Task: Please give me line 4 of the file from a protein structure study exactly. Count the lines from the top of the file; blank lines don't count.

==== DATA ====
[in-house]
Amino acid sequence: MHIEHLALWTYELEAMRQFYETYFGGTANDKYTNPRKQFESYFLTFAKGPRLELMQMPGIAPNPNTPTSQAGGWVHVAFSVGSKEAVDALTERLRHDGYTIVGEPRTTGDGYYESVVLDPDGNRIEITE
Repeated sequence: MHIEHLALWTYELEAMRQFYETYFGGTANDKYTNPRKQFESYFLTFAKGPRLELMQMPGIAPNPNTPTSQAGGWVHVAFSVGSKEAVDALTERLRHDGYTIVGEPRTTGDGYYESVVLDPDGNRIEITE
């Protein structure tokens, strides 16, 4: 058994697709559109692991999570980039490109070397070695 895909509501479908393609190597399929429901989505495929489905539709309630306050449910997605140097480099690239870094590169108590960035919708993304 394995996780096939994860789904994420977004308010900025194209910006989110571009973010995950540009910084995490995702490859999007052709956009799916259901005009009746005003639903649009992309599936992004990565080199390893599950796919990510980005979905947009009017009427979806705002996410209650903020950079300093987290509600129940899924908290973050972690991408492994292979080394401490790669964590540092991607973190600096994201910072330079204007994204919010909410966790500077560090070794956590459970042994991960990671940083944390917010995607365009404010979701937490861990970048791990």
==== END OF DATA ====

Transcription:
């Protein structure tokens, strides 16, 4: 058994697709559109692991999570980039490109070397070695 895909509501479908393609190597399929429901989505495929489905539709309630306050449910997605140097480099690239870094590169108590960035919708993304 394995996780096939994860789904994420977004308010900025194209910006989110571009973010995950540009910084995490995702490859999007052709956009799916259901005009009746005003639903649009992309599936992004990565080199390893599950796919990510980005979905947009009017009427979806705002996410209650903020950079300093987290509600129940899924908290973050972690991408492994292979080394401490790669964590540092991607973190600096994201910072330079204007994204919010909410966790500077560090070794956590459970042994991960990671940083944390917010995607365009404010979701937490861990970048791990």